Did you ever have one of those teachers, who would return a paper you’d worked hard on with less than expected results? The theme of grading systems brings me to today’s point about Morningstar’s recent Dimensional Fund Advisors (DFA) analysis, “Discipline Gives Dimensional Its Edge.” (To read the report, you’ll need to register, for free, with Morningstar. I hope you do, because it’s worth your time.)
The analysis begins: “DFA has become one of the largest mutual fund companies after years of explosive growth, in part because of its low costs, strong performance, and the growing acceptance of passively managed strategies.” It goes on to extoll the company’s virtues: Its reliance on academic evidence; careful cost management; a patient, process-driven outlook; strong manager retention rate; and multi-disciplined collaboration among financial practitioners and academics. To quote that old pioneer song, seldom is heard a discouraging word.
And then it wraps: “DFA’s many positive traits plus a couple of reservations earn the firm a B for corporate culture.”
A typical reader might be confused by the seeming disconnect between the mostly glowing review and the “B” grade. As a former Morningstar analyst, I am in a better position than most to decipher the results. Here’s my take on it:
- Well-managed costs are important, but not the lone determinant. There is overwhelming evidence from Morningstar and others that fees are among the most important metrics for predicting success. (And, my goodness, I can tell you they have looked at every data point under the sun.) But in arriving at a grade, fees are weighed along with other factors that can tilt the grade more than you might guess at a glance.
- Corporate Culture. If you access the nitty-gritty details, you’ll find that Dimensional Fund Advisors received a Corporate Culture Grade of B, which may be related to the only minor concerns listed in the report about how the firm “handles its heft and responds to new sources of demand.” But as the report itself observes, DFA’s approach to fund management has little to do with having “star managers” (aka prima donnas) on board. Theirs is more of a structured, process-driven, quantitative approach, designed to handle such “heft.” Moreover, manager retention rate is quite strong, at around 95 percent for the past five years, which signals a strong corporate culture.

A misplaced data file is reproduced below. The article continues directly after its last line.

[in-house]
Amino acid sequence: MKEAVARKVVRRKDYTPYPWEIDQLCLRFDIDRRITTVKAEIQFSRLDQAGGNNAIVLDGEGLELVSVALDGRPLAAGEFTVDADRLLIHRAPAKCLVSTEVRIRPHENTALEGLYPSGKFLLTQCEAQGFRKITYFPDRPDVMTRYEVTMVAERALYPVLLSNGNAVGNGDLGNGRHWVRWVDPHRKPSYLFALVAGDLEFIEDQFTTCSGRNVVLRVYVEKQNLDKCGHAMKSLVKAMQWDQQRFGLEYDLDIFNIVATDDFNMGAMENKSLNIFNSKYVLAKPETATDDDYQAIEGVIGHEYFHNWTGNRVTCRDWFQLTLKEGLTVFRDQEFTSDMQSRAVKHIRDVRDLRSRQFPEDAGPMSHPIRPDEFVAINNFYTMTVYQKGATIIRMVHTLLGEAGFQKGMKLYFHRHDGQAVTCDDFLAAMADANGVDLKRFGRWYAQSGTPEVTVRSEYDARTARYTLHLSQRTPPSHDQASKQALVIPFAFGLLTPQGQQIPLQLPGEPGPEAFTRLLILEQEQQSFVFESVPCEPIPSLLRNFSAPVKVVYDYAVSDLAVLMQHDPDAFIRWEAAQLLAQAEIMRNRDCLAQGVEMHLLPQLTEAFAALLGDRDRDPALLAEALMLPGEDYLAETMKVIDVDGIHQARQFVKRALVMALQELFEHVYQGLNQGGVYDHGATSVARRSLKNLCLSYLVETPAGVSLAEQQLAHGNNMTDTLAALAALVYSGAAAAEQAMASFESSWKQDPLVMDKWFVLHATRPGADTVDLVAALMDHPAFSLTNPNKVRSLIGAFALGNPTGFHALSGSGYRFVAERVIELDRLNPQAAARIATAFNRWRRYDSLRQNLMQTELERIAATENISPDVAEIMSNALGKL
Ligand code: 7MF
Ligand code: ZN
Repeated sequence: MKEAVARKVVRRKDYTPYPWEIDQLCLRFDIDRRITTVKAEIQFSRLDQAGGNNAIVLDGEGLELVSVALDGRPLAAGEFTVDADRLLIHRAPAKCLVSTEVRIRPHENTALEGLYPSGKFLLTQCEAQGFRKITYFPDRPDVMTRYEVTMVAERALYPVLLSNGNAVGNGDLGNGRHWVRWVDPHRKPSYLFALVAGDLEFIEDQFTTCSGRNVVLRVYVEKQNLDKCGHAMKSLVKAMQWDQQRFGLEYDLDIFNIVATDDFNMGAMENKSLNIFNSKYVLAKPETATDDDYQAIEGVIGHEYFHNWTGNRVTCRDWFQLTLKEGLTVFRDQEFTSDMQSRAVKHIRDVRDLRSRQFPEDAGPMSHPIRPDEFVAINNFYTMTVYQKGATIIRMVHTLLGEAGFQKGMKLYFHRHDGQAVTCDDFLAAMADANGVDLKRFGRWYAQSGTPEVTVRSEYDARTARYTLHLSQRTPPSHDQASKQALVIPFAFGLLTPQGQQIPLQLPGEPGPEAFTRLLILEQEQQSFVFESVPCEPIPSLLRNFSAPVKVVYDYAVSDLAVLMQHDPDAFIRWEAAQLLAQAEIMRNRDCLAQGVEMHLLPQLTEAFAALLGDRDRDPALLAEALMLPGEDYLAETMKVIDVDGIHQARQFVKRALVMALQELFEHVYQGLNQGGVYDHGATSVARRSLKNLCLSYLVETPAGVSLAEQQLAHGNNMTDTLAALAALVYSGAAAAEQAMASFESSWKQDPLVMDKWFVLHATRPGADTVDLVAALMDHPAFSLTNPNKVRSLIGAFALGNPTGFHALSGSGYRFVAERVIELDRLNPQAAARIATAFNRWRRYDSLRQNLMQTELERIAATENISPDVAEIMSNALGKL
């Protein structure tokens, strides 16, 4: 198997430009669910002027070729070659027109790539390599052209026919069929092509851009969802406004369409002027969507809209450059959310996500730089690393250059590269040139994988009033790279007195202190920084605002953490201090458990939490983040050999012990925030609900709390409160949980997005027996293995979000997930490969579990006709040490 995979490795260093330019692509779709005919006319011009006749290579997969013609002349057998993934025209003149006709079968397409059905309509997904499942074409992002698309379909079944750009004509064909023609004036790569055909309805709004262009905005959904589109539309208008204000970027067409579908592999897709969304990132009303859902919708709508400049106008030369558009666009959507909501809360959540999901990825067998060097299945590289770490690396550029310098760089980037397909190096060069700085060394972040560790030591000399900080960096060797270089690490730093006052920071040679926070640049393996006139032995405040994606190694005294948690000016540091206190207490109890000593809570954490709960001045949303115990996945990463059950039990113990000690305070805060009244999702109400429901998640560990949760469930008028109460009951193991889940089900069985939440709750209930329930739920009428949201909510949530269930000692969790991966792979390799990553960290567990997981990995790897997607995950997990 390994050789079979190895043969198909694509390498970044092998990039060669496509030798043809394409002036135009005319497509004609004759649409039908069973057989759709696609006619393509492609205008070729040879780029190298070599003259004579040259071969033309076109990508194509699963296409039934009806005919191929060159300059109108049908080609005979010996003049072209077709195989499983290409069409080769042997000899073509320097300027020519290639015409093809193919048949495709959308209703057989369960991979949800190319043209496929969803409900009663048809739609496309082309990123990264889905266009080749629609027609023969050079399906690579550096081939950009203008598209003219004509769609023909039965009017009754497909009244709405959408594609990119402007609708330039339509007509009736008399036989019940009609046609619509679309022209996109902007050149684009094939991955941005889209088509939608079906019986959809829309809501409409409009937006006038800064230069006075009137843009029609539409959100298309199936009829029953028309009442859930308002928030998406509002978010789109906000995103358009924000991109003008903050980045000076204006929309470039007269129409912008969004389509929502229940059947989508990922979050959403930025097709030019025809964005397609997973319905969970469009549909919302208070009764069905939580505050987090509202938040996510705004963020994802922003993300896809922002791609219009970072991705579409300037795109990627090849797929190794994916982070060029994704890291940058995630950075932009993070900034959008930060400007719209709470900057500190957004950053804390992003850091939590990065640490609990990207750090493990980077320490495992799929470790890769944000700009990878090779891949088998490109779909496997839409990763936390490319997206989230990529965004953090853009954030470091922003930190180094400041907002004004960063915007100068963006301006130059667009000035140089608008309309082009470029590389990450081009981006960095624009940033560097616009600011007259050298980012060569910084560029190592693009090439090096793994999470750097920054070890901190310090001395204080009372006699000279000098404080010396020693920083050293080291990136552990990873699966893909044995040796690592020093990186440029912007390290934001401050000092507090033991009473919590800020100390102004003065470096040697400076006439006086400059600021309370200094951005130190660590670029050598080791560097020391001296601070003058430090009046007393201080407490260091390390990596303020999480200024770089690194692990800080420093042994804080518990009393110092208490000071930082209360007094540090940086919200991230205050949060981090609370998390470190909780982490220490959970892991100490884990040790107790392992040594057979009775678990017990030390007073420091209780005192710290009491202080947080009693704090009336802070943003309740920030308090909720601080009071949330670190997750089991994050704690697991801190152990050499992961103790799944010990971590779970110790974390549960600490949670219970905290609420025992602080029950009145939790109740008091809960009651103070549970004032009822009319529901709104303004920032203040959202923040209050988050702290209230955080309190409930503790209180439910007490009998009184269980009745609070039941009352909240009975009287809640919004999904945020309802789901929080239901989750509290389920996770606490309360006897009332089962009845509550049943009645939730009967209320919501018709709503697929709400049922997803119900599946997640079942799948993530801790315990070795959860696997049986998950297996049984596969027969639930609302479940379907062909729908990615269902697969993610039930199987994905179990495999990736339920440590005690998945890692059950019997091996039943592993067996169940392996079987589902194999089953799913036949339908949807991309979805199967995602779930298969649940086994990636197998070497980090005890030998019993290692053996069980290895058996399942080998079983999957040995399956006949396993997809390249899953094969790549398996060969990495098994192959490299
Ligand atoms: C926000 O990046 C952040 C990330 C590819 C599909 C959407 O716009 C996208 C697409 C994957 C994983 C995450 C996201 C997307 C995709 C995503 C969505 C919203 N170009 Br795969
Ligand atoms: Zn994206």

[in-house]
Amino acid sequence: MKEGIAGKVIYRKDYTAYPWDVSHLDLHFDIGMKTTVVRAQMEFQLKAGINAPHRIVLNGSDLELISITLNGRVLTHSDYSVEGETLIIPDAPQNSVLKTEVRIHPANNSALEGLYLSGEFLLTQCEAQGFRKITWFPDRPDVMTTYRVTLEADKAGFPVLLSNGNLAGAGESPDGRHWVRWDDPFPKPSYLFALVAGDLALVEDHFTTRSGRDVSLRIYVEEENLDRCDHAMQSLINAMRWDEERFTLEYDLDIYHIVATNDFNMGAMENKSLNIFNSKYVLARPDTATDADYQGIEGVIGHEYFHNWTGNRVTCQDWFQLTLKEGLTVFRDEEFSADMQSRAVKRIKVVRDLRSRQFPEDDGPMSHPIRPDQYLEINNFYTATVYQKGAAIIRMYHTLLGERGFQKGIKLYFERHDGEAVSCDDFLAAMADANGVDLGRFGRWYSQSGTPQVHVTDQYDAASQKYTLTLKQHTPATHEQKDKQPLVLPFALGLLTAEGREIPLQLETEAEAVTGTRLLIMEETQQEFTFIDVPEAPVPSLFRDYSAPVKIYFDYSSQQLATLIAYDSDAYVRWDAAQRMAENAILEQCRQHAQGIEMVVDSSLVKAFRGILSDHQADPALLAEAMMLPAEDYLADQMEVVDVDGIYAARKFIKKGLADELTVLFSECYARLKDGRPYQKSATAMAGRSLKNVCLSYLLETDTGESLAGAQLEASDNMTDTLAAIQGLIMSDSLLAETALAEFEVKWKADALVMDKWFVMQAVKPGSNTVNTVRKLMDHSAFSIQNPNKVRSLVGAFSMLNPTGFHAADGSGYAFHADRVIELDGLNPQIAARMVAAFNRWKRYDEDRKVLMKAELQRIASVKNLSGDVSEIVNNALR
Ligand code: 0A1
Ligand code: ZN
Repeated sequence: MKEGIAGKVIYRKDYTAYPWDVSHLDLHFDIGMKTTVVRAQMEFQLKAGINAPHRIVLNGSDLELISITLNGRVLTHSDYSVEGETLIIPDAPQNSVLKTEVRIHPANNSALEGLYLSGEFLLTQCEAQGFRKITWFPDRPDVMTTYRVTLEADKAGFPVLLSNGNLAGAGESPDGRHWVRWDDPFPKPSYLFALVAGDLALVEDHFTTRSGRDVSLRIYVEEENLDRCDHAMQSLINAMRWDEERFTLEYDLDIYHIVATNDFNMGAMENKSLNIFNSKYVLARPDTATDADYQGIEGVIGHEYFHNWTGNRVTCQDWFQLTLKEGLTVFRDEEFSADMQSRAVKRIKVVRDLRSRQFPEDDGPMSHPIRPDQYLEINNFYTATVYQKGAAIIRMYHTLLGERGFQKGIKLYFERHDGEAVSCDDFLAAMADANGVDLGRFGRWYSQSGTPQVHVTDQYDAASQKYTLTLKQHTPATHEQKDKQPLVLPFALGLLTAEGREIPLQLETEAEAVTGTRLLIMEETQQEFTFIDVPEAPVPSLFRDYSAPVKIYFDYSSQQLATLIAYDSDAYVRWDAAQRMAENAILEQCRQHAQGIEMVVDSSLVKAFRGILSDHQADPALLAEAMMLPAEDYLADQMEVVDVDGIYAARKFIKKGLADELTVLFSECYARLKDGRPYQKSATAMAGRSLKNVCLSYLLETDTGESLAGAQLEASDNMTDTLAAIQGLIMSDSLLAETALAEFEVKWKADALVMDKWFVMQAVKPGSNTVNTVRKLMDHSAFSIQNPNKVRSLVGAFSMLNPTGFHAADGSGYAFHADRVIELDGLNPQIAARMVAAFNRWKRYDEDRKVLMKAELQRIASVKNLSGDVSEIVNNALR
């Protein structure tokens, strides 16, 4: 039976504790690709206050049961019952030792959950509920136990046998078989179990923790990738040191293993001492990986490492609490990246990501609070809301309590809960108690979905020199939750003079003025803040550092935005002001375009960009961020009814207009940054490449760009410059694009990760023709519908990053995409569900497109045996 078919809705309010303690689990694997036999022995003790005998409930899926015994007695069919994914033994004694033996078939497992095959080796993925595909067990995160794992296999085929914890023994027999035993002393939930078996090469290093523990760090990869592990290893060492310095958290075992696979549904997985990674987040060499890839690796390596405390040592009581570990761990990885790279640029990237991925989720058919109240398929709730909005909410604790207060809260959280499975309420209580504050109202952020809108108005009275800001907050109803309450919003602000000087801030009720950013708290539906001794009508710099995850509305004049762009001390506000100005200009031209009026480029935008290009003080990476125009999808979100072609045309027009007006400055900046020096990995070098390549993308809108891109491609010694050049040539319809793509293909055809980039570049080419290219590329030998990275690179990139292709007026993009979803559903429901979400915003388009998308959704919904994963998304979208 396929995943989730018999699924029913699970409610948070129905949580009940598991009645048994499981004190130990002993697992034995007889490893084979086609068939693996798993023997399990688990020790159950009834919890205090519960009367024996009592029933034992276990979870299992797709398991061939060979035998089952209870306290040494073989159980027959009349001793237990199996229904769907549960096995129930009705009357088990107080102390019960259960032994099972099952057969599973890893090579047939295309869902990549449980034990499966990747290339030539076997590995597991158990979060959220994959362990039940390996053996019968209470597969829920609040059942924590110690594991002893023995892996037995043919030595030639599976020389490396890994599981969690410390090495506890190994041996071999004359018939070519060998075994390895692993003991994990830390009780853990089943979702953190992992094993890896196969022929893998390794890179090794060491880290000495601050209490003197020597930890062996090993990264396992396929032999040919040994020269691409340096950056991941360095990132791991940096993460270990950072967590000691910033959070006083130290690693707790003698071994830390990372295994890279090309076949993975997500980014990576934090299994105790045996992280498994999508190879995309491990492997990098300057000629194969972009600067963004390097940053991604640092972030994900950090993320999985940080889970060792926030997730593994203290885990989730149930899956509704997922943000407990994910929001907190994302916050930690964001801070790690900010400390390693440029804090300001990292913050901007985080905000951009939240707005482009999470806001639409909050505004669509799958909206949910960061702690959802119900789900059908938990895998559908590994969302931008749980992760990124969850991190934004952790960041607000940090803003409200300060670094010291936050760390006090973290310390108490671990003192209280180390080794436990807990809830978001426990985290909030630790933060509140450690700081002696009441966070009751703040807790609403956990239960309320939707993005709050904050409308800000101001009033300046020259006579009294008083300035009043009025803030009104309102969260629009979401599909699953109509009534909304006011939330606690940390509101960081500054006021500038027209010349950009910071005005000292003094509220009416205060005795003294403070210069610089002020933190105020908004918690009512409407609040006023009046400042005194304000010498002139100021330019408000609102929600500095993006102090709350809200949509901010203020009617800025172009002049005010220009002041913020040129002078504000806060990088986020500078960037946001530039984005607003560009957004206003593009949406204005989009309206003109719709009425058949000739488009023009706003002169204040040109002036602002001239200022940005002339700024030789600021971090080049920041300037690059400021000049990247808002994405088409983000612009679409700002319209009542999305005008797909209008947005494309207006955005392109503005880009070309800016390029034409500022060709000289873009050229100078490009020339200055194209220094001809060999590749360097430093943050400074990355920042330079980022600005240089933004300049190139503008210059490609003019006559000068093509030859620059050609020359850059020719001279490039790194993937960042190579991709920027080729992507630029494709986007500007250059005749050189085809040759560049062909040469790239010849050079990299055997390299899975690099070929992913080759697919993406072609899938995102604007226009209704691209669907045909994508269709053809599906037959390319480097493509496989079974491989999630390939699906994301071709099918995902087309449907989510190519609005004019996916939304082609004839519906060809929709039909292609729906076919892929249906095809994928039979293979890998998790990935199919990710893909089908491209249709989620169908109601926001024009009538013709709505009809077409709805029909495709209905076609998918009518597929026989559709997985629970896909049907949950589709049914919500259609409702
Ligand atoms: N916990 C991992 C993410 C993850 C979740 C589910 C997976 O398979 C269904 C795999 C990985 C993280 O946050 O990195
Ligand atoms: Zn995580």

- Manager Incentives. Morningstar’s stewardship scoring methodology is based in part on fund managers investing in their own funds, with the expectation that they put in at least $1 million of their own clams. I well remember discussions about the stewardship methodology during my tenure at Morningstar. The logic goes, if managers have to eat their own cooking, mutual fund and shareholder interests will better align. Dimensional Fund Advisors is likely getting penalized for its managers not having the full $1 million of manager buy-in. While this may be a valid point within the star-manager structure prevalent in many actively managed funds, Dimensional’s distinct approach makes it a bit of a square peg in this round methodology.
Combined, these three factors may have contributed to Morningstar’s conclusion:
“Yup, DFA works. But we’re stilling grading it a B.”
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